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The French election, explained in 500 words

Le Pen (L) and Macron (R)
(Sean Gallup/Getty Images)
Zack Beauchamp is a senior correspondent at Vox, where he covers ideology and challenges to democracy, both at home and abroad. Before coming to Vox in 2014, he edited TP Ideas, a section of Think Progress devoted to the ideas shaping our political world.

The first round of France’s presidential election, held on Sunday, narrowed the field of 11 candidates to the two top vote getters: the charismatic young centrist Emmanuel Macron, who won 23.9 percent of the vote, and far-right populist Marine Le Pen, who won 21.4 percent. These two will now face off in a May 7 second round to determine who, ultimately, gets to lead France.

This was the result most pollsters were predicting before the vote. But if you take a longer view, and look at things in the broader context of French and Western politics, it’s hard to overstate how jarring this result is.

For decades, French politics, like that of most Western countries, was dominated by competition between the establishment center left and establishment center right — who competed principally over the size of the welfare state. In France, the two establishment parties are the Socialists on the left and the Republicans on the right.

But, shockingly, neither of those parties even came close. The current president of France, Socialist François Hollande, is exceptionally unpopular, having been unable to prevent multiple terrorist attacks and high unemployment. His party’s candidate, Benoît Hamon, got just 6.4 percent of the vote on Sunday.

The Republican candidate, François Fillon, had been considered the favorite early in the race. But his poll numbers plummeted over a scandal — specifically, evidence that he had been paying his wife and children with government money to do ... basically nothing.

The result is that the establishment parties were historically weak. That opened up space for newcomers — far-left populist Jean-Luc Mélenchon did surprisingly well too. But the two upstarts who won, in some ways, better speak to the current divisions in France and Europe broadly than the establishment.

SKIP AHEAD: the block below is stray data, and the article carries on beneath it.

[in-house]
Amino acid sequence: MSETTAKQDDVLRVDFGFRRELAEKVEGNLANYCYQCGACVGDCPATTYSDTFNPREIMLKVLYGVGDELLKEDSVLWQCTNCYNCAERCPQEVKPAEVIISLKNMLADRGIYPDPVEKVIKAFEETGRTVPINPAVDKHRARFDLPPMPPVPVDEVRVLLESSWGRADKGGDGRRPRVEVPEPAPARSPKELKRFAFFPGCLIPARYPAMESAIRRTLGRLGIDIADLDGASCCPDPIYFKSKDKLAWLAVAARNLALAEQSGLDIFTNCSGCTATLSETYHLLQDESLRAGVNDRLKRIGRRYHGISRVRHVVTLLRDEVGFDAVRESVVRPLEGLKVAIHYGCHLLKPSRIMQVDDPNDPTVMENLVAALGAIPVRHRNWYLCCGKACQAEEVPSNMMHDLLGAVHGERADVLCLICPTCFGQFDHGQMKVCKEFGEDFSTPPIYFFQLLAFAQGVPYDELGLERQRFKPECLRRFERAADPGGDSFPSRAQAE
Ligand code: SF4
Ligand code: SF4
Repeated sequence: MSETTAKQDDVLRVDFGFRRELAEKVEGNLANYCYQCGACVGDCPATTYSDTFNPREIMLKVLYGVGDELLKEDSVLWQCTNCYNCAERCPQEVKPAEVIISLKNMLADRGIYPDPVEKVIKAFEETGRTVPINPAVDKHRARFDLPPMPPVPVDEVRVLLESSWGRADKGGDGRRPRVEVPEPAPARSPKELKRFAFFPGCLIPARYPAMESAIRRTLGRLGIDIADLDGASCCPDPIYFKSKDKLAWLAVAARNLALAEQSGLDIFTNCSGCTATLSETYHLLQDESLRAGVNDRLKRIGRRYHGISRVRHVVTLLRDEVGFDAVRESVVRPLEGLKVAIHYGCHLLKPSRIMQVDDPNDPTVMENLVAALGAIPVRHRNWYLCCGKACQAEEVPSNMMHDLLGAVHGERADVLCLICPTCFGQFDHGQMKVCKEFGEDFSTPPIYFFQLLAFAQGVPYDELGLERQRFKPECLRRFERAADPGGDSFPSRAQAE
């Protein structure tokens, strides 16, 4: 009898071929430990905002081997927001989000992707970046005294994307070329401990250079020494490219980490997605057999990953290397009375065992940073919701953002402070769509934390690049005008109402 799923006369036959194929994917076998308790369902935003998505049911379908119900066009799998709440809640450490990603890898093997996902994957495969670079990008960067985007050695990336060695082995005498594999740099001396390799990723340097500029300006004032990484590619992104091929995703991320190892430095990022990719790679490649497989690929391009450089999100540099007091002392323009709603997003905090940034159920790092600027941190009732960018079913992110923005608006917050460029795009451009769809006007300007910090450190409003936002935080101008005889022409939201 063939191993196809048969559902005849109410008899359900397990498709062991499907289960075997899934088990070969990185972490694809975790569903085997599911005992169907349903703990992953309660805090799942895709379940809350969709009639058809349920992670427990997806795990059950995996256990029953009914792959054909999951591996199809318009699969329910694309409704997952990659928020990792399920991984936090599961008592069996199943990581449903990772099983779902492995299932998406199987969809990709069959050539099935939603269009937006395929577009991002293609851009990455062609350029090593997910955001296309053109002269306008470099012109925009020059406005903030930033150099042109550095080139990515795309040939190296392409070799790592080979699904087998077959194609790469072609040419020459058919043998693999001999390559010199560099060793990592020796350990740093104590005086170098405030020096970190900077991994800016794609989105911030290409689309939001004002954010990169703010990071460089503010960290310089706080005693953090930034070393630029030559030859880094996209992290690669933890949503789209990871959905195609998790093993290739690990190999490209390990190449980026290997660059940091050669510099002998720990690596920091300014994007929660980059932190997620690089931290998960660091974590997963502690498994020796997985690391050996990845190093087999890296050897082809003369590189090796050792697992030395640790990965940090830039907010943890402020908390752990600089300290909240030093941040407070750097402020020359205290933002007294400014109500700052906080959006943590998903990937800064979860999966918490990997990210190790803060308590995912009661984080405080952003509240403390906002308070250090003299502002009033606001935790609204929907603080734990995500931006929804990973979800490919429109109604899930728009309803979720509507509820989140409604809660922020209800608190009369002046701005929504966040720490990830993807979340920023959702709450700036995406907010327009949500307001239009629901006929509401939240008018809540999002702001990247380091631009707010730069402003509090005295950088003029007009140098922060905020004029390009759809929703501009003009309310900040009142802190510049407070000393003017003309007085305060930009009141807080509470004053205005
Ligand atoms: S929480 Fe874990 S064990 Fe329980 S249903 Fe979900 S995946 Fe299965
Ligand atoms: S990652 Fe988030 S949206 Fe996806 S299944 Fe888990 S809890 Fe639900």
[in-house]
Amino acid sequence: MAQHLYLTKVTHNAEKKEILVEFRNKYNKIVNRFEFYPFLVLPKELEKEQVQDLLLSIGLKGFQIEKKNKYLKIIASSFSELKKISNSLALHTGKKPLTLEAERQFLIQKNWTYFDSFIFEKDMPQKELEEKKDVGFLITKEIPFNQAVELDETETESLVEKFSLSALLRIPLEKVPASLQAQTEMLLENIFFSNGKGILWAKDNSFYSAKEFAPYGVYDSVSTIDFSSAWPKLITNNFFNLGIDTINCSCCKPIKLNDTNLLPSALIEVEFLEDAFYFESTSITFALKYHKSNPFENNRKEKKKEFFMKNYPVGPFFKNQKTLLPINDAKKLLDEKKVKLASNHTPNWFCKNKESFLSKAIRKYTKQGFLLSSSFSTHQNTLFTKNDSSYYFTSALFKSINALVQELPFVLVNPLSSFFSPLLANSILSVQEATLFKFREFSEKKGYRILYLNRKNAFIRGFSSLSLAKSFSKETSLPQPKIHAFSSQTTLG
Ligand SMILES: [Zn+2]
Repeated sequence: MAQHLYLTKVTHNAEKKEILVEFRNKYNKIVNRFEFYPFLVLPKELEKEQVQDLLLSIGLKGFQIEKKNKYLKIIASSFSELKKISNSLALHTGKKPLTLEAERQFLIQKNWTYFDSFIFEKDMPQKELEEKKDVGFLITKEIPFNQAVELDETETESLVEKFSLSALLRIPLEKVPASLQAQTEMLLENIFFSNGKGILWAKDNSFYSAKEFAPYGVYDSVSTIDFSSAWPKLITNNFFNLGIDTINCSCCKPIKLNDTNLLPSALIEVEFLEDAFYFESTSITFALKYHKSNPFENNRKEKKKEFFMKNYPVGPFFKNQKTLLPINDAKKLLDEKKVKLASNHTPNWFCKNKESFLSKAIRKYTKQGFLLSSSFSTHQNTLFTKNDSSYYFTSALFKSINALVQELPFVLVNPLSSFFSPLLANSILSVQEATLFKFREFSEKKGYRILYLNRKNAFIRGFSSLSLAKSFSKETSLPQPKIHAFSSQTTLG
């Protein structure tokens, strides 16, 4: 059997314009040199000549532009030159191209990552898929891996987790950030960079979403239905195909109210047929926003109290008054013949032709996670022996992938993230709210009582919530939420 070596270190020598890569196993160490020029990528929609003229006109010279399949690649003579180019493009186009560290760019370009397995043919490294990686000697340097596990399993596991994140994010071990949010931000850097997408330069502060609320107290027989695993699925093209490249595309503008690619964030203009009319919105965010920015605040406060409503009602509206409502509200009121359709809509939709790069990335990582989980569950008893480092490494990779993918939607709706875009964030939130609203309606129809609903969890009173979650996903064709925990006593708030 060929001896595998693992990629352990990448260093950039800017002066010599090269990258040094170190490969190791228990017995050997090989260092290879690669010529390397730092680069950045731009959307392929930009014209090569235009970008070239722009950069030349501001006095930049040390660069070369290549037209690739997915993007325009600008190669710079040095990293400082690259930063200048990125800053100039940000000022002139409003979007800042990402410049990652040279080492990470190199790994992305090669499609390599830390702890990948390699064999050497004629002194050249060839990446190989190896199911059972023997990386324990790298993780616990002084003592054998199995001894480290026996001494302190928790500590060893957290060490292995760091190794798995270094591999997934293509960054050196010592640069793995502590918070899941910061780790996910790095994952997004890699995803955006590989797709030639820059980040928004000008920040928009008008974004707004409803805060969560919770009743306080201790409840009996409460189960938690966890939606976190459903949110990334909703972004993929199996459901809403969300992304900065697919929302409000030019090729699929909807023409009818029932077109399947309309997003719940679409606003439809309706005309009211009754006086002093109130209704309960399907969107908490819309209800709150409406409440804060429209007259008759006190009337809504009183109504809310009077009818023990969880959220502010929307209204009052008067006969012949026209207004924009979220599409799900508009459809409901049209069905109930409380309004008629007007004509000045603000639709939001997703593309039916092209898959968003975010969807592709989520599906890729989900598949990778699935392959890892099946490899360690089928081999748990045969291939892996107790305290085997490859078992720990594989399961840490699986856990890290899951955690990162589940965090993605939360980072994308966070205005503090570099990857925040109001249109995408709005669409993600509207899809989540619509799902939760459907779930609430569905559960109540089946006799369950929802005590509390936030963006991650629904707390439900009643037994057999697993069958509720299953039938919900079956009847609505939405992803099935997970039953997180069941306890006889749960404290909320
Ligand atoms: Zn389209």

Le Pen’s National Front, founded by her father Jean Marie in the ’70s, is perhaps the best-organized and most well-known of Europe’s far-right parties. The FN built itself in opposition to immigration and diversity, a kind of hardline nationalism that led to deep skepticism about European integration.

The FN had made the presidential runoff once before, in 2002, but was crushed in the second round by an 82-18 margin. Today the party is far more mainstream — Fillon even adopted some of Le Pen’s anti-immigrant rhetoric.

Macron’s En Marche, a new party built around his candidacy this election, is the anti-FN. Le Pen wants to restrict immigration to France and pull France out of the European Union; Macron supports keeping the borders open and proudly waved the EU flag at his final campaign rally.

What we’re seeing in France is not the traditional debate over the size of the welfare state, but rather one over the core values of France: tolerance and openness to Europe. This divide, sometimes summed up as “nationalism versus globalism,” is increasingly a key point of division across Europe.

So who’s going to win in the second round? We can’t be sure — but every poll taken so far gives Macron a commanding lead. Whatever happens, it’ll be historic.

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